City Plans Road Safety Plan

Written by Neil Farrell

Neil has been a journalist covering the Estero Bay Area for over 27 years. He’s won numerous journalism awards in several different categories over his career.

August 25, 2023

The City of Morro Bay wants citizen input into the writing of a community-wide roads safety plan and is hosting an upcoming workshop to start the ball rolling.

The City is developing something called a “Local Roadway Safety Plan [LRSP] that will identify areas for roadway and safety improvements on local roads,” reads a news release sent out by the Community Development Department. “The City has received grant funding from Caltrans to conduct this plan, which will develop potential safety improvement projects for pedestrians, bicyclists, and motorists and in turn, make the City eligible for future state roadway safety funding.”

The safety plan, the City said, is supposed to:

• Identify high-risk crash areas with community input;

• Analyze crash data, maintenance logs, and safety audits to develop a locally focused safety plan;

• Proactively improve safety along local roads by proposing a list of prioritized safety projects;

• Provide an implementation timeline for the prioritized list of improvement projects; and,

• Host events for communities to provide input and ask questions with the project team present.

The workshop is set for 5:30-7 p.m. Wednesday, Sept. 6 at the Morro Bay Vet’s Hall, 209 Surf St. Go to: to pre-register for the workshop, which is free to attend. Email questions to: 

What is an LSRP good for? It’s “a data-driven technical analysis that strives to understand the existing trends, factors, and causes of collisions within a community. Based on this analysis, the LRSP creates a framework to recommend and prioritize safety improvements on a citywide level for future planning and development efforts towards a safer community for pedestrians, bicyclists, and motorists.”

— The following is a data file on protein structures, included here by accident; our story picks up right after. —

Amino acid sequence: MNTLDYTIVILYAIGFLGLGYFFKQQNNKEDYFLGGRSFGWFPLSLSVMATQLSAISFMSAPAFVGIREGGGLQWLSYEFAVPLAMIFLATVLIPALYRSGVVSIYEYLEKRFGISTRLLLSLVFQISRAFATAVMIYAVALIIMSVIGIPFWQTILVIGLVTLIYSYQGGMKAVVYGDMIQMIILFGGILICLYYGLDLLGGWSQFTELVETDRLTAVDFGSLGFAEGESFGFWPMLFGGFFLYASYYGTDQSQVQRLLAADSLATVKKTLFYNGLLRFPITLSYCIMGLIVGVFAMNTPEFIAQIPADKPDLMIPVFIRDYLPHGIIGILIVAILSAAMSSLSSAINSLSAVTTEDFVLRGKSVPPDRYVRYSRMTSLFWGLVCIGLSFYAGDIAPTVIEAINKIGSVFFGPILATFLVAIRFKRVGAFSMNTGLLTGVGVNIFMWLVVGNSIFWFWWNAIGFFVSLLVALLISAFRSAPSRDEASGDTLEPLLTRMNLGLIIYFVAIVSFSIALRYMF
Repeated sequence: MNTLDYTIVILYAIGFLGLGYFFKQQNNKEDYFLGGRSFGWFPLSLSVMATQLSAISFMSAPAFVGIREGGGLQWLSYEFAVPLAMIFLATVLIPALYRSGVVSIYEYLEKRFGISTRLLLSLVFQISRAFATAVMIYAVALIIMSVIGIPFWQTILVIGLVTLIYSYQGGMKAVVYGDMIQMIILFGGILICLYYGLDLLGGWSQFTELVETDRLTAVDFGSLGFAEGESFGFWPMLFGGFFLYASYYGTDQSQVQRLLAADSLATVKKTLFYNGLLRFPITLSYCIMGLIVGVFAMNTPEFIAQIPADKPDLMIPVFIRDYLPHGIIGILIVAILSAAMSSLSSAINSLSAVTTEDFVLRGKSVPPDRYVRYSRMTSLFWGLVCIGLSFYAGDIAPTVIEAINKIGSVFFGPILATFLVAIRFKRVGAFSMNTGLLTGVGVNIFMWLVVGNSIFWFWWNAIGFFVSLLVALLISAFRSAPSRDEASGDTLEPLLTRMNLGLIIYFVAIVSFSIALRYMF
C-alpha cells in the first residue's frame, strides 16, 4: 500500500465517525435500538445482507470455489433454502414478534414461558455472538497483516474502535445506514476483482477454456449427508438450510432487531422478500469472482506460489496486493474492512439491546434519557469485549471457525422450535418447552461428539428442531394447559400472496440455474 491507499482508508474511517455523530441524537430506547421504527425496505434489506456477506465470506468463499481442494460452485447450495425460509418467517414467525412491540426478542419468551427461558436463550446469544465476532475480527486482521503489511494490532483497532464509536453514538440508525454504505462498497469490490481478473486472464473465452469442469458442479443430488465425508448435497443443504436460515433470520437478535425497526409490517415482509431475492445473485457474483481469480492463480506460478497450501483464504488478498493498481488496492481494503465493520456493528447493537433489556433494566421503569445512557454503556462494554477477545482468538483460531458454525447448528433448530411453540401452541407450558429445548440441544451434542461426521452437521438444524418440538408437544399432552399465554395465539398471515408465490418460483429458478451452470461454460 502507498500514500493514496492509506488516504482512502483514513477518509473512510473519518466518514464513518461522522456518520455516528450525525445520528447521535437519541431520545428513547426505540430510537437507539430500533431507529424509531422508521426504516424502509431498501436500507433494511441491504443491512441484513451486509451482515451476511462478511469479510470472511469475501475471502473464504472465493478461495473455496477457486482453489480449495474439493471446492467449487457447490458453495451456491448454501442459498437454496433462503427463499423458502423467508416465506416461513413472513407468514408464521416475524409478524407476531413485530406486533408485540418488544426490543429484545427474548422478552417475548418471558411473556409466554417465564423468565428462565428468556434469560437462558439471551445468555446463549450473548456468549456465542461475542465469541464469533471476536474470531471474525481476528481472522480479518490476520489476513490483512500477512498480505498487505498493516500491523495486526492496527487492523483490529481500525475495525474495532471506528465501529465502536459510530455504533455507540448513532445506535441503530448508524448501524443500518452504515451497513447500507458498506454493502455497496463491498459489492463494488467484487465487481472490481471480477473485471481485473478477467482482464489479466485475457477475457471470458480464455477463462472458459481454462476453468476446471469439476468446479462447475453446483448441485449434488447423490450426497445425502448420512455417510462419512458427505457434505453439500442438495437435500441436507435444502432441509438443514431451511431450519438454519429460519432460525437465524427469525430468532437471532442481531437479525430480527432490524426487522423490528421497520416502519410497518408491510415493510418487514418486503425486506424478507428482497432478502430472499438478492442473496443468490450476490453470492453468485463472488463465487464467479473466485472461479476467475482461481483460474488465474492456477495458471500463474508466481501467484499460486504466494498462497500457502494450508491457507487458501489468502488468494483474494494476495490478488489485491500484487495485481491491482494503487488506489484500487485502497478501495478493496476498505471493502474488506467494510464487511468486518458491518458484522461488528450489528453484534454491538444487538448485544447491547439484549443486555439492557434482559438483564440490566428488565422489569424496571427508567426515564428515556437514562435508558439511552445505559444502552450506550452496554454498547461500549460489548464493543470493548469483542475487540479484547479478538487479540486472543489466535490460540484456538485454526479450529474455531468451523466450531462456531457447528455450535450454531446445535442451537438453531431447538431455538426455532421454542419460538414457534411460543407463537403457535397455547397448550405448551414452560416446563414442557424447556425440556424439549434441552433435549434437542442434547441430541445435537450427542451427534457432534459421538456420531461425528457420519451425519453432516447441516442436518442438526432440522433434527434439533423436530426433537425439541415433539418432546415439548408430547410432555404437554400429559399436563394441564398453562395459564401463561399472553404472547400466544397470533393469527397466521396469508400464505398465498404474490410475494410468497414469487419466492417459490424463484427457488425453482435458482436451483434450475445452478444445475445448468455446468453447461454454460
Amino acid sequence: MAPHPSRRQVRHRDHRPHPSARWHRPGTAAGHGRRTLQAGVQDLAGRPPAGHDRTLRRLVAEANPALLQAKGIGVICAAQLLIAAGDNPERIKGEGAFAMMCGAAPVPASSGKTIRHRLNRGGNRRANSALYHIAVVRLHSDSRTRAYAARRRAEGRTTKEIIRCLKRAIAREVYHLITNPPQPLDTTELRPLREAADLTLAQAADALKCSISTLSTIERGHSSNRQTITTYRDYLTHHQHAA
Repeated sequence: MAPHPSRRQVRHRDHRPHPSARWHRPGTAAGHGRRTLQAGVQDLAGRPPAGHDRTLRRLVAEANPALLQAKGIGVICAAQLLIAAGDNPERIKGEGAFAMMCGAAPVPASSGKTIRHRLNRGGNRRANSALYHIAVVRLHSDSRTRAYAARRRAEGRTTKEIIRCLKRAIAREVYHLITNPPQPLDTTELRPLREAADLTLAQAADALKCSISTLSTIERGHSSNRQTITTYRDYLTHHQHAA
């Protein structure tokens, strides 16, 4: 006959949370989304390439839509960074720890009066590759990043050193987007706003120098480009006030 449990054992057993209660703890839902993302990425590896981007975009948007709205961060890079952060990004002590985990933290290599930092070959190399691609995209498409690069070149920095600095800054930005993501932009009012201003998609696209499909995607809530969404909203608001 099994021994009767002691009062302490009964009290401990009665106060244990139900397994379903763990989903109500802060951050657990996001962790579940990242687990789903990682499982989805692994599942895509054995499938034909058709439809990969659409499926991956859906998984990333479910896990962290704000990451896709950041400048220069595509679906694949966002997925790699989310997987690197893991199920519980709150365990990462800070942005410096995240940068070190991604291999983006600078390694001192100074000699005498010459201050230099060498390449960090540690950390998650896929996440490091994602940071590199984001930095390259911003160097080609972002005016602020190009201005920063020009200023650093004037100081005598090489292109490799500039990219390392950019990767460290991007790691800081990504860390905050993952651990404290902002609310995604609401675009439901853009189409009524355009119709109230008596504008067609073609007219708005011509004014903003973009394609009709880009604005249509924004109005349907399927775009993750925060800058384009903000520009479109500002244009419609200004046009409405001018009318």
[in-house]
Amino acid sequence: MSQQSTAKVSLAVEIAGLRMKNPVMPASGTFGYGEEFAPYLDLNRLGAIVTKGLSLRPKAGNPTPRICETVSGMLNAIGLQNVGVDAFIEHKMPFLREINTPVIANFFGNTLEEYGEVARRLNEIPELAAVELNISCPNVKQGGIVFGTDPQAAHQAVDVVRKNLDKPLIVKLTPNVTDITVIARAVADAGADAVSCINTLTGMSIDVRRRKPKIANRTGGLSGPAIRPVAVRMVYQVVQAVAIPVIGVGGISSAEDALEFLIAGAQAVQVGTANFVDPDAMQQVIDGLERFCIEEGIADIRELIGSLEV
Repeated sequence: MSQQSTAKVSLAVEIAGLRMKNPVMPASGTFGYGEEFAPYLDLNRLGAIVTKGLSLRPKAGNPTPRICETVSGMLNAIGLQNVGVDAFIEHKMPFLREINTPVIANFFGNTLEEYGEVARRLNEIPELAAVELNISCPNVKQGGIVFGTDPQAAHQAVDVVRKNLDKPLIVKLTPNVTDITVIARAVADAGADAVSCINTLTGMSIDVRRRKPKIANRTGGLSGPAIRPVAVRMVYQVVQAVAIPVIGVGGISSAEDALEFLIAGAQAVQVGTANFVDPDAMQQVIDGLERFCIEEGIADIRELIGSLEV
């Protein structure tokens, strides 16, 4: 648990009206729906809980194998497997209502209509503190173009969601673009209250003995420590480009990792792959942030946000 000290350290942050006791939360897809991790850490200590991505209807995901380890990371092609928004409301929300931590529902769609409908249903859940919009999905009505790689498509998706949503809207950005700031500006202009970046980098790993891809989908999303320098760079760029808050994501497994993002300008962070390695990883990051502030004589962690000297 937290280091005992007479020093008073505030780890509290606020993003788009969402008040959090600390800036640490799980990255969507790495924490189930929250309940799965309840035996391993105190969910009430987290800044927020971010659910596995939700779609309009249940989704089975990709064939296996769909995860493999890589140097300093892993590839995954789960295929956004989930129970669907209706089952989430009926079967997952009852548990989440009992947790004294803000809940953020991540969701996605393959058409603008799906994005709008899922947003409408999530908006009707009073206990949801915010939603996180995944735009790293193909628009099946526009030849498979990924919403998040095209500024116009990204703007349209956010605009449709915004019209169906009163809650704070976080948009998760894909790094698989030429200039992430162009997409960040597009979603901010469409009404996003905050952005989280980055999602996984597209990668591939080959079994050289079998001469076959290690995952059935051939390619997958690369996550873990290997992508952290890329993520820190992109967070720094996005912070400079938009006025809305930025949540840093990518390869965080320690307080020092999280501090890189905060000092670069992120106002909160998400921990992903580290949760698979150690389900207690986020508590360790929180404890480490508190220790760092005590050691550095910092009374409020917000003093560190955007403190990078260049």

At the workshop the City wants to introduce the public to this concept, which has been done before but not in such an all-encompassing manner.

For example, the City conducted an accident history study of the intersection of Main Street and Hwy 41 in its investigations for possible improvements. 

That intersection was identified as having among the worst accident records in town, justifying a major overhaul.

The City Council recently voted 3-2 to pursue a roundabout at that intersection, which has always been a 4-way stop. The council majority chose a roundabout over a stoplight array even though the costs differed greatly. Public sentiment was pretty evenly matched in favor and in opposition to a roundabout.

“The City,” the news release said, “is hosting this workshop to educate the public about the project and hear from residents about their thoughts and concerns on street safety in Morro Bay. 

“We would like to hear your thoughts on things like:

• What safety concerns do you have on Morro Bay’s streets?

• What types of improvements would you like to see on Morro Bay’s streets? And, 

• How do you get around Morro Bay?”

The plan is to put up a project website in the coming weeks with a survey and interactive map for residents to share their thoughts with the project team. 

There will be more public meetings as the project goes along, the City said, starting sometime this fall.

Readers can email questions to:

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